You provided data on V5 for a PURPOSE, to update the DVLA, you did not consent for your data to be sold or given to these scumbags.
    Originally posted by DavidP24
    Sorry, but you DID consent, by registering the vehicle in your name. The ICO would (quite rightly) dismiss your complaint straight off.

    https://www.gov.uk/government/uploads/system/uploads/attachment_data/file/433570/INF266_210515.pdf

    To withhold consent, you should have not registered a vehicle in your name. Since it's a legal requirement to register a vehicle you own, then you opt out by not owning a vehicle. If you lease a vehicle, you will find that the lease company register it in their name - however, they are likely to release your details for similar reasons.

    If you're so paranoid about your details, then the simplest solution is not to have a vehicle. Don't forget to only pay for your bus fare with cash.
    • silvercar
    • By silvercar 9th Sep 17, 9:16 AM
    • 36,069 Posts
    • 152,371 Thanks
    silvercar
    • #7
    • 9th Sep 17, 9:16 AM
    • #7
    • 9th Sep 17, 9:16 AM
    I've just had one of these letters for a car I sold 2 years ago.

    It asks for the mileage on sale, I have discarded virtually all paperwork for this car now. How accurate do they expect the mileage to be?
    • daveyjp
    • By daveyjp 9th Sep 17, 9:31 AM
    • 7,159 Posts
    • 5,561 Thanks
    daveyjp
    • #8
    • 9th Sep 17, 9:31 AM
    • #8
    • 9th Sep 17, 9:31 AM
    For older cars the service is now largely redundant now you can check MOT histories online.
    • silvercar
    • By silvercar 9th Sep 17, 9:33 AM
    • 36,069 Posts
    • 152,371 Thanks
    silvercar
    • #9
    • 9th Sep 17, 9:33 AM
    • #9
    • 9th Sep 17, 9:33 AM
    For older cars the service is now largely redundant now you can check MOT histories online.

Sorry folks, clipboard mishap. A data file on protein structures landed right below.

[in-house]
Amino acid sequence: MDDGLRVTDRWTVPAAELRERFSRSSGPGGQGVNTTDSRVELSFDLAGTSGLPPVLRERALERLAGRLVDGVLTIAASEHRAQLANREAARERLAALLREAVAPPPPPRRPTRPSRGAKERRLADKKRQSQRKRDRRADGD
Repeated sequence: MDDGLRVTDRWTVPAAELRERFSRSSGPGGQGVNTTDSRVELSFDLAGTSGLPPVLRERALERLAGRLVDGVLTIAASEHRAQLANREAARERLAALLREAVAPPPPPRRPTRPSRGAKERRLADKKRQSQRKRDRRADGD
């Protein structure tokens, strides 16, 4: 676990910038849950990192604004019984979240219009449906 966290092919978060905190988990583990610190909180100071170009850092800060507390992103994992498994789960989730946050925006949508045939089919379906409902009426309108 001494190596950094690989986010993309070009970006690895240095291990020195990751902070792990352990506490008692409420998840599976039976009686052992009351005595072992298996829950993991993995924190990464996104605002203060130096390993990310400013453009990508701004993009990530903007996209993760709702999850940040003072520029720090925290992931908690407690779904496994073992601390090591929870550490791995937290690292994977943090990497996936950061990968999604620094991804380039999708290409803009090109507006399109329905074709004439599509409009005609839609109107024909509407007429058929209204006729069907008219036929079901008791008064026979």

Originally posted by daveyjp
    My thought was that everything can be checked online, so why are they writing to me?

    2010 car, so would have had 2 MOTs before I sold it. Just had a thought, I drove it with a personal plate, so there may not be MOTs online linking to its current registration number.
    Last edited by silvercar; 09-09-2017 at 9:39 AM.
    • Car 54
    • By Car 54 9th Sep 17, 9:36 AM
    • 2,408 Posts
    • 1,567 Thanks
    Car 54
    Don't be daft. When you registered the vehicle in your name, you agreed to your information being shared (in a limited manner) in connection to that vehicle to people with a legitimate interest in it. This is just a check to see if the dealer's clocking it, to help protect future purchasers of it.
    Originally posted by AdrianC

    The DVLA's data protection registration is summarised here https://ico.org.uk/for-the-public/dvla/

    It seems to me that there are two possible reasons for releasing personal data to this commercial organisation.

    One is "if the information was withheld, it would be likely to stop or delay preventing or detecting crime or prosecuting offenders." In the present example, that seems tenuous in the extreme.

    The other is "to release information to anyone who can prove that they have ‘reasonable cause’ to have it". All of the examples given by the ICO concern actual or suspected crimes or torts, which again do not apply here.